Our choices for the March ballot issues

February 25, 2020

We fully recognize we are just one of many voice in the community when it comes to offering our opinions relative to elections, including the tax issues appearing on the presidential primary March ballot.  But  readers should know that we provide our endorsements after careful deliberation, conversations and meetings with principals involved, thorough reading of documents, including some received via Freedom of Information. For each issue, we took into account the specific community or issue, constituents, and how the millage would or would not affect their operations.

Along with choices in the presidential primary, on Tuesday, March 10, voters in Bloomfield Township are asked to approve a renewal of a general operating millage of up to 1.3 mills to continue to fund general services, and those living in the Birmingham Public Schools district are being asked to approve a $195 million bond proposal to address facility needs and enhancements. In addition, all voters in Oakland County will be asked to renew a 10-year tax of .2 mills for the Oakland County Art Institute Autority millage to benefit the Detroit Institute of Arts.
 
BLOOMFIELD TOWNSHIP
Millage Renewal Request


Bloomfield Township voters are being asked to renew a 10-year, general fund operating millage that generates about $5 million a year. In 2010, voters approved a 10-year, 1.3-mill property tax to fund all general operations in the township through 2019, with its final levy in December 2019.

Bloomfield Township trustees unanimously approved language asking voters in the March 10, 2020 special presidential primary election to approve a reduced millage rate of up to 1.2401 mills for ten years, 2020-2029. It is a renewal of the previous millage, rolled back each year thanks to the Headlee Tax Limitation Amendment which says governments are held to the rate of inflation when property values rise. The ballot language reads: "Shall the millage previously authorized by electors in 2010 authorizing the Charter Township of Bloomfield to levy up to 1.3 mills as reduced by requiring millage rollbacks to a levy of 1.2401 mills in 2019.” Approval will simply retain the status quo and will not increase any taxes.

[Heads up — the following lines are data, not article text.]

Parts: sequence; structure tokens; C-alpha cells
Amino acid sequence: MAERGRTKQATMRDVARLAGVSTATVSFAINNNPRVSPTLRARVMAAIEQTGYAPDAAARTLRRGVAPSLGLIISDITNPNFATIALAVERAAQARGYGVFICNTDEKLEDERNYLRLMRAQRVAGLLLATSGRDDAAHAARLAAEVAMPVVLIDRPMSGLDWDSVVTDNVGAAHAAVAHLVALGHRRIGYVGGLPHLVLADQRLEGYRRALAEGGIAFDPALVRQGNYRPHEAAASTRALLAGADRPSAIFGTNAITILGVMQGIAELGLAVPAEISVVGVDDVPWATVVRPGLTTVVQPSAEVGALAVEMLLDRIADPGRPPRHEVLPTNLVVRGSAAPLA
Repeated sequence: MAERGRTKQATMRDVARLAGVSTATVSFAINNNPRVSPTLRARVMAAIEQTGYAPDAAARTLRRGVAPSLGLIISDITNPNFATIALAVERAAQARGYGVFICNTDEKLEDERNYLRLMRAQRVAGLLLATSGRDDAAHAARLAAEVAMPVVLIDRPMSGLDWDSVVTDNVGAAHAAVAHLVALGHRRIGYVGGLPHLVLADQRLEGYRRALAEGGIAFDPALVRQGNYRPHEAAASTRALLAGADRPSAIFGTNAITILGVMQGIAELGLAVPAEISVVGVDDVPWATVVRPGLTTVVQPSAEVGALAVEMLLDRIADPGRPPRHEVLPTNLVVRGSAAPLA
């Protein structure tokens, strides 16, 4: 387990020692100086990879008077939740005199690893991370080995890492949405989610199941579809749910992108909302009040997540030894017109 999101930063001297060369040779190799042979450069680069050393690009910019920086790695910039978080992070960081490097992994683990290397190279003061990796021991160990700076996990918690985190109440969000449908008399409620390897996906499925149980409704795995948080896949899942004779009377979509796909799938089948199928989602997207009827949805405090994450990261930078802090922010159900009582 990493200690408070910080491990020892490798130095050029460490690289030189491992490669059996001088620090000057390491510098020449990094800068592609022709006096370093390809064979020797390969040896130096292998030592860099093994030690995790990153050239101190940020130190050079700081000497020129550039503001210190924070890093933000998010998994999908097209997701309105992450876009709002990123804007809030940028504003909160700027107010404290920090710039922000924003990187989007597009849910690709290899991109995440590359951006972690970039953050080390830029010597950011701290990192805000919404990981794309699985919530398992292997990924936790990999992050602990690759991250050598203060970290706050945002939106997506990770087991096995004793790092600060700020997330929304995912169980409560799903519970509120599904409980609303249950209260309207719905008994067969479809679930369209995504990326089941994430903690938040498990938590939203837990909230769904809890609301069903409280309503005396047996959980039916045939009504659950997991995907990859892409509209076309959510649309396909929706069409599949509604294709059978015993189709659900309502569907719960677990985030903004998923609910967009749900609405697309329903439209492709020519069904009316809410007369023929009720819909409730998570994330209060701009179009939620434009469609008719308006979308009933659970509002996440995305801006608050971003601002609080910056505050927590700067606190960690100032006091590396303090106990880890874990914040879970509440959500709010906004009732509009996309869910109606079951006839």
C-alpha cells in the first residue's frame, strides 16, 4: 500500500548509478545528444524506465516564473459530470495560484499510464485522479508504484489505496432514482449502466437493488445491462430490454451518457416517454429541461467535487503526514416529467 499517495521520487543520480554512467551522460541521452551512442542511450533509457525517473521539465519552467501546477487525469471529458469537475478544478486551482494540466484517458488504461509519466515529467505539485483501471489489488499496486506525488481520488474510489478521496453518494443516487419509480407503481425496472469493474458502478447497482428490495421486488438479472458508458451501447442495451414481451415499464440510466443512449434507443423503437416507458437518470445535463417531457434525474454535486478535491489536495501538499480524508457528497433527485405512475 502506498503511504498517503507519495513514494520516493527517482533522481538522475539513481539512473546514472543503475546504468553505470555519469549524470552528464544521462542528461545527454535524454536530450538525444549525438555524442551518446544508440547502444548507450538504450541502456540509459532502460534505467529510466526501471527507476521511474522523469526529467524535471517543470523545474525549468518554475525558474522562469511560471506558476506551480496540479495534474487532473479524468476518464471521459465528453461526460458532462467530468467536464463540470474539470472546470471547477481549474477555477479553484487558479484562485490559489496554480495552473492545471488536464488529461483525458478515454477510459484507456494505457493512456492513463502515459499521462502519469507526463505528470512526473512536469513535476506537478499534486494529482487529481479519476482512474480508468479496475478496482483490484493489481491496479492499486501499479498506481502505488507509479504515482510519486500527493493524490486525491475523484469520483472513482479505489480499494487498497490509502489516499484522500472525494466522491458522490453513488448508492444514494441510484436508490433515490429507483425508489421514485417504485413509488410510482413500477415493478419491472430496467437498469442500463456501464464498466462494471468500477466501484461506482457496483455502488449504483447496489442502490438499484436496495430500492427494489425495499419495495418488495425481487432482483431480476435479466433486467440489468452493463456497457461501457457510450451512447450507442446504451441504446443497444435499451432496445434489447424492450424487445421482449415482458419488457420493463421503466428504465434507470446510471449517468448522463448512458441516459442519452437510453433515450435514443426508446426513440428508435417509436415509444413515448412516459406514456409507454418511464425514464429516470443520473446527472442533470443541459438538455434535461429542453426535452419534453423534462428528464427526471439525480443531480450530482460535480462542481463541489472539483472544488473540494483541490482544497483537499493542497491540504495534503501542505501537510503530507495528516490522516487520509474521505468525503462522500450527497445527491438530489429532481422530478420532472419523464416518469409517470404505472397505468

A mill is equal to $1 in property tax per every $1,000 in taxable value, which is typically about half of a home's market value. Therefore, a home with a taxable value of $100,000 ($200,000 market value) would continue to pay $124 in taxes annually for the proposed millage renewal.

The millage renewal is to be used for general operations of Bloomfield Township, including but not limited to police, fire, emergency medical services, department of public works, and all other functions and operations of the township. It is estimated the millage will generate approximately $5.1 million its first year if approved and levied. The first levy would be December 2020.

While we are not fans of putting tax issues on primary or presidential elections, when voter turnout is lower than for a November general election, this is a crucial millage renewal request. If trustees had waited until November to put it on the ballot and it was turned down, massive slashes to public services and operations would be necessitated – and even if approved on the November ballot, it would be too late to collect the millage on December tax bills unless Lansing lawmakers approve a temporary change in state law, which they have done in some past election years. Already, residents have been faced with the repercussions of over $4 million in cuts in the township after voters in August, 2019, rejected a 15-year, 2.3-mill Special Assessment District (SAD) proposal that would have generated $9 million per year dedicated to public safety operations, including retiree benefits. If approved, the township would have terminated the final year of the 10-year general fund millage, resulting in a net tax increase of 1.05 mills, but with its rejection, it is even more necessary that Bloomfield Township residents vote YES to maintain crucial township services.

BIRMINGHAM PUBLIC SCHOOLS
Bond Proposal


Those living in the Birmingham Schools district are being asked to support a School Improvement Bond  Proposal to permit the district to borrow not more than $195 million over three series, and issue general obligation unlimited tax bonds to pay for brick and mortar improvements and enhancements. The bond cannot be used for staff salaries or general operating expenses.